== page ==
Just because you feel compelled to spend a lot of time lying around writing or reading or watching shows or playing games, that doesn’t mean you can’t get your share of exercise. When you bloody feel like it. I happen to like swimming. And I like to listen to audiobooks while I lift weights, garden or go for long walks. But please don’t put me on a soccer field — I’d rather have a root canal!
Books are Good and TV is Bad
I can hear you out there, saying, “But reading books and writing is good! Watching TV is bad!”
This is another argument that drives me crazy.
Why is The Sopranos a lesser artistic achievement than Shakespeare’s plays? Of course not. Is The Simpsons less intellectually stimulating than reading short stories by Oscar Wilde? Definitely not.
Going to see plays by Shakespeare or Wilde were the equivalent of watching TV in that era.
I argue that good television is just as valid and just as enriching as good literature.
I know the negative comments will come in with this one. People will say, “Yes, but there are a lot of bad TV shows out there.” Well, sure there are. There are a lot of bad books out there, too.
When it comes to TV, there are lots of choices, many of them excellent. Sure, there are lots of bad choices, too. But isn’t that like anything? You can read Danielle Steel (sorry, Danielle) or you can read Kurt Vonnegut. Your choice. Just because there are a lot of bad TV shows doesn’t make TV bad. Just like the zillions of bad books don’t make reading bad.
And maybe if more of our very smart and creative kids spent more time watching TV, they’d move to Hollywood and make better TV shows.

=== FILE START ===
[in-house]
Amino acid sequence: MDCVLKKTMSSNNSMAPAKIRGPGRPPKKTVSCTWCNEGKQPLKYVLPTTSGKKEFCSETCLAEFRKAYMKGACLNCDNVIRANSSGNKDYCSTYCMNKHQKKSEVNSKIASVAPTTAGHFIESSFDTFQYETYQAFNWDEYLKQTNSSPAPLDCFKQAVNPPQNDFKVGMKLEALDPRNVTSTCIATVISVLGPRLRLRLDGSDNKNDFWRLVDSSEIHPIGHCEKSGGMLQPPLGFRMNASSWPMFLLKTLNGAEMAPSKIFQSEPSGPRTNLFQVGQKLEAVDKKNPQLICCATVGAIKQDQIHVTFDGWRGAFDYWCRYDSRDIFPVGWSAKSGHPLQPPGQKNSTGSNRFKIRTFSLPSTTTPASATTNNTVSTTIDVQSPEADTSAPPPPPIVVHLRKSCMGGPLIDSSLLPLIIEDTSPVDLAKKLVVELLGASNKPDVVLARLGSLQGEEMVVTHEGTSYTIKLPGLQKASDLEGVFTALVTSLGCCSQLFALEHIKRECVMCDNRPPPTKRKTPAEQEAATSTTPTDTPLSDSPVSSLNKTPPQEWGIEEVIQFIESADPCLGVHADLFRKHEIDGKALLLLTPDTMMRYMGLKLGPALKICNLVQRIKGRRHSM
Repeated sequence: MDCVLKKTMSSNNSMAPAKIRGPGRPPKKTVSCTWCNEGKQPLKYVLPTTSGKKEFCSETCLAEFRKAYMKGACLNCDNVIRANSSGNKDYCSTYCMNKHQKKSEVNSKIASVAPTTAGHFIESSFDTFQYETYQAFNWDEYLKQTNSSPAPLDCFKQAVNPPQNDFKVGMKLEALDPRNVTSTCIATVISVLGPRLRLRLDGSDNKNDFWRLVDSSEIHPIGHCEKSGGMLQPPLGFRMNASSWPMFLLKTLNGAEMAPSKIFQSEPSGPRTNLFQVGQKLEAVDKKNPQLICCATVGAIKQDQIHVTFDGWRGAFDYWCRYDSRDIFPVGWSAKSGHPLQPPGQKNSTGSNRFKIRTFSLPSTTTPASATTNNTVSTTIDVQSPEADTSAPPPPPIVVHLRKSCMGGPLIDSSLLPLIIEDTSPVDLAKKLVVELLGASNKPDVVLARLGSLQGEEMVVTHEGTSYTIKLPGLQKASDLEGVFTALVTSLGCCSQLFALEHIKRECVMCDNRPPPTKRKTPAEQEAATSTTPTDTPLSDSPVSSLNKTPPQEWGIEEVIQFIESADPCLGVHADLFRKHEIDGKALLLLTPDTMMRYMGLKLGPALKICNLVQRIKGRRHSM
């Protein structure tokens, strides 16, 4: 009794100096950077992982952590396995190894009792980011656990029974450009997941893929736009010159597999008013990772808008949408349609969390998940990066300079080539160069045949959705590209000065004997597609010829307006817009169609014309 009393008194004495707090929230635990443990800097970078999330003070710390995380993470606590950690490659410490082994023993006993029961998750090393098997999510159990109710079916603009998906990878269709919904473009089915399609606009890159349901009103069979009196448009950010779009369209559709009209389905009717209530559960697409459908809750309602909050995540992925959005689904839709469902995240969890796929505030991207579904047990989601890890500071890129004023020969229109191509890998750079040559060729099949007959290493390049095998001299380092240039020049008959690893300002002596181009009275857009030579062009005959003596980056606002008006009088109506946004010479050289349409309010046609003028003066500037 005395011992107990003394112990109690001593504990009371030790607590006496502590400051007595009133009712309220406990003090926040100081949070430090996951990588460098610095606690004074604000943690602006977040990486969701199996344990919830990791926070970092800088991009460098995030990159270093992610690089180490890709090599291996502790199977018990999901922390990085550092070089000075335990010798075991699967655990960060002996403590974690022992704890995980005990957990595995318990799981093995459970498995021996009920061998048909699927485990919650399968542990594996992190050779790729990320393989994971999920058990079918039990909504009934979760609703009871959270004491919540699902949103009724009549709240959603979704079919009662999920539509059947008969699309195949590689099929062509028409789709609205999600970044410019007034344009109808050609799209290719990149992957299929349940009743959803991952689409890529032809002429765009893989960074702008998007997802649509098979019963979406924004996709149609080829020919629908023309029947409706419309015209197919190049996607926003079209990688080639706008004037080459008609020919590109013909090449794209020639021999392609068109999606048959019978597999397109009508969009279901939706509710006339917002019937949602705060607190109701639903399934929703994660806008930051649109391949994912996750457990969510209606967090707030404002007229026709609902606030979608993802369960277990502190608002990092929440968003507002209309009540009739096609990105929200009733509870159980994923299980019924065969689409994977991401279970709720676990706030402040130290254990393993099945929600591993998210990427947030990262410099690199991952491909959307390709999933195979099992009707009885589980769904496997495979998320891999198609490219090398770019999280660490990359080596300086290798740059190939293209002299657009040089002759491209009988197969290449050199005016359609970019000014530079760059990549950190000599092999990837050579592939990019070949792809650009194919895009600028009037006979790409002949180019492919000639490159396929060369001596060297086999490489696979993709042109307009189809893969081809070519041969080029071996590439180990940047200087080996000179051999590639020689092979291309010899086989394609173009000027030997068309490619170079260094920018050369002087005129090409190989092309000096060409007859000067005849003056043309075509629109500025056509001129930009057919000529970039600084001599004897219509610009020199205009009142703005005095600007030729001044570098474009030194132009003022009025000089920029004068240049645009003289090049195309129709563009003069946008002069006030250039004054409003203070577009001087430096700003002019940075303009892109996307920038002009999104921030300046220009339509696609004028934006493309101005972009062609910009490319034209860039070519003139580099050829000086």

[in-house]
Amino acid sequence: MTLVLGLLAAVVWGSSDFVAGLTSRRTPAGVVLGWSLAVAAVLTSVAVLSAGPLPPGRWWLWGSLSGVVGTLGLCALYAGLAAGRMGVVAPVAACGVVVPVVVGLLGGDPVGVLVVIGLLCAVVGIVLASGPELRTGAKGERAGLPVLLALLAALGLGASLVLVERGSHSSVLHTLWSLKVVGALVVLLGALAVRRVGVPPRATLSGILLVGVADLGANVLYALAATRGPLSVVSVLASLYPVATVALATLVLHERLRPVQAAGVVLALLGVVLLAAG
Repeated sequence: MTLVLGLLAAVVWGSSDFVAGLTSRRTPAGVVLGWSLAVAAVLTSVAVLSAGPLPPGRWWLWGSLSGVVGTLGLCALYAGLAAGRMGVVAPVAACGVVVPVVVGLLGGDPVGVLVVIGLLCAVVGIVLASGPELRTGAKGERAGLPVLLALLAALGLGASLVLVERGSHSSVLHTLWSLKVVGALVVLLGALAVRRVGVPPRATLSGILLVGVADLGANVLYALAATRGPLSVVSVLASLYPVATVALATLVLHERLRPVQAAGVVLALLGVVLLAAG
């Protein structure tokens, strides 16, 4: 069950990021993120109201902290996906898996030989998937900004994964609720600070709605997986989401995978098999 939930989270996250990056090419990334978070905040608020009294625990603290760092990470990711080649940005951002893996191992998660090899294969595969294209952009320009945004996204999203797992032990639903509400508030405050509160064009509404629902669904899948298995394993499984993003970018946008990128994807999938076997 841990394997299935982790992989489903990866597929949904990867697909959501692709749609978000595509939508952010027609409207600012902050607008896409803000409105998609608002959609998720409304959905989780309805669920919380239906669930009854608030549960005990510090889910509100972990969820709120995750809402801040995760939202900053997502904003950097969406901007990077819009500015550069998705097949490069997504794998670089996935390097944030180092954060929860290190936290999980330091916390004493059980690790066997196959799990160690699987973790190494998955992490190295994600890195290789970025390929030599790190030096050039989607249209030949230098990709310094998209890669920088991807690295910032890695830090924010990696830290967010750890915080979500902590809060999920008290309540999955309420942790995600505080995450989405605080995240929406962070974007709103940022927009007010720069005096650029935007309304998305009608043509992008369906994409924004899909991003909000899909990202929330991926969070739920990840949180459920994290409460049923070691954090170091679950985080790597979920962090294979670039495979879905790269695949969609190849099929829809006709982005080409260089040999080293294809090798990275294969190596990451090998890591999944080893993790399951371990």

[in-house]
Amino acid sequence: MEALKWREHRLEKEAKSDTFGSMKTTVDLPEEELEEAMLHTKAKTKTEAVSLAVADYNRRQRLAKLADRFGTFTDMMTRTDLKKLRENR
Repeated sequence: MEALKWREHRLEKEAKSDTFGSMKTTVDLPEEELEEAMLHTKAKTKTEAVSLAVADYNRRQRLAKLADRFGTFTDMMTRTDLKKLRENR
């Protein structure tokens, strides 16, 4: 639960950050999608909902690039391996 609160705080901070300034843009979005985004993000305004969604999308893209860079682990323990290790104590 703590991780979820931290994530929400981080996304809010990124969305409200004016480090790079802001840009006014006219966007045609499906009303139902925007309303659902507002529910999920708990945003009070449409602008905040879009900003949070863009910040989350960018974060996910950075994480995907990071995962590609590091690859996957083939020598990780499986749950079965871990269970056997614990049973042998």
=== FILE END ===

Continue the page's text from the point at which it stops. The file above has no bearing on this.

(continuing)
Computers and TV Are a “Waste of Time”
Really? How much do you guys learn on a daily basis browsing the web? How many blogs and articles do you read? How many podcasts do you listen to?
How many TV shows and movies have inspired and delighted you and turned your entire life in a new direction? I can list hundreds of them.
Not only that, but TV and computers are a way to bond with others. Everyone’s always afraid that homeschoolers won’t be adequately “socialized”. Cut them off from TV and computers and I guarantee you, they will have a harder time fitting in in college, and will not be able to relate to fellow coworkers and clients in the workforce.
I’ve known friends who grew up in Europe and Asia. They really felt left out when bombarded by continuous media references when we were in college. They had no idea what The Brady Bunch was, or Gilligan’s Island. Same thing at my various jobs at digital ad agencies when we were all quoting Monty Python and The Simpsons.
Furthermore, if the 10,000 Hour Rule theory is correct (featured in Malcolm Gladwell’s book, [easyazon-link asin=”0316017930″ locale=”us”]Outliers: The Story of Success[/easyazon-link]), the more time our kids spend on computers, the better — if in fact, it is computers that they love. If they love playing guitar, they should do that, as much as possible. If they love rock climbing, they should do that, ad infinitum.